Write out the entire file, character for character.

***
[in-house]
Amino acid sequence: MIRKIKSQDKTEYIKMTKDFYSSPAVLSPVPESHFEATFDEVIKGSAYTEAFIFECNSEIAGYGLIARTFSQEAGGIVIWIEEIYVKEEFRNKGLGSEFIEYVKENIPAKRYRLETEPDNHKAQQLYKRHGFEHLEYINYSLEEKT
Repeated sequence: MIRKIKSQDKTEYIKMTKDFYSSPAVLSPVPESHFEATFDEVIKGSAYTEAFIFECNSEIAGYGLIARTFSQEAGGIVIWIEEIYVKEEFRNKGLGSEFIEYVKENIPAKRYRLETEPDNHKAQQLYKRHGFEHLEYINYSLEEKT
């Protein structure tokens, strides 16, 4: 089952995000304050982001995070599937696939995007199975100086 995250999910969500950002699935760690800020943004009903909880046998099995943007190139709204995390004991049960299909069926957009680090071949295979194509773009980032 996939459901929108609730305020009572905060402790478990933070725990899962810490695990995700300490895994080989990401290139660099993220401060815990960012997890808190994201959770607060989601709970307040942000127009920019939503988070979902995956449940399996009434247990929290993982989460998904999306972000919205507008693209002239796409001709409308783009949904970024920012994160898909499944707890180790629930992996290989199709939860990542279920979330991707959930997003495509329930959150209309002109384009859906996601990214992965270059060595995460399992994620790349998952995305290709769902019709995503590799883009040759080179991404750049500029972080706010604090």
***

[in-house]
Amino acid sequence: MIRKIKSQDKTEYIKMTKDFYSSPAVLSPVPESHFEATFDEVIKGSAYTEAFIFECNSEIAGYGLIARTFSQEAGGIVIWIEEIYVKEEFRNKGLGSEFIEYVKENIPAKRYRLETEPDNHKAQQLYKRHGFEHLEYINYSLEEKT
Repeated sequence: MIRKIKSQDKTEYIKMTKDFYSSPAVLSPVPESHFEATFDEVIKGSAYTEAFIFECNSEIAGYGLIARTFSQEAGGIVIWIEEIYVKEEFRNKGLGSEFIEYVKENIPAKRYRLETEPDNHKAQQLYKRHGFEHLEYINYSLEEKT
């Protein structure tokens, strides 16, 4: 089952995000304050982001995070599937696939995007199975100086 995250999910969500950002699935760690800020943004009903909880046998099995943007190139709204995390004991049960299909069926957009680090071949295979194509773009980032 996939459901929108609730305020009572905060402790478990933070725990899962810490695990995700300490895994080989990401290139660099993220401060815990960012997890808190994201959770607060989601709970307040942000127009920019939503988070979902995956449940399996009434247990929290993982989460998904999306972000919205507008693209002239796409001709409308783009949904970024920012994160898909499944707890180790629930992996290989199709939860990542279920979330991707959930997003495509329930959150209309002109384009859906996601990214992965270059060595995460399992994620790349998952995305290709769902019709995503590799883009040759080179991404750049500029972080706010604090």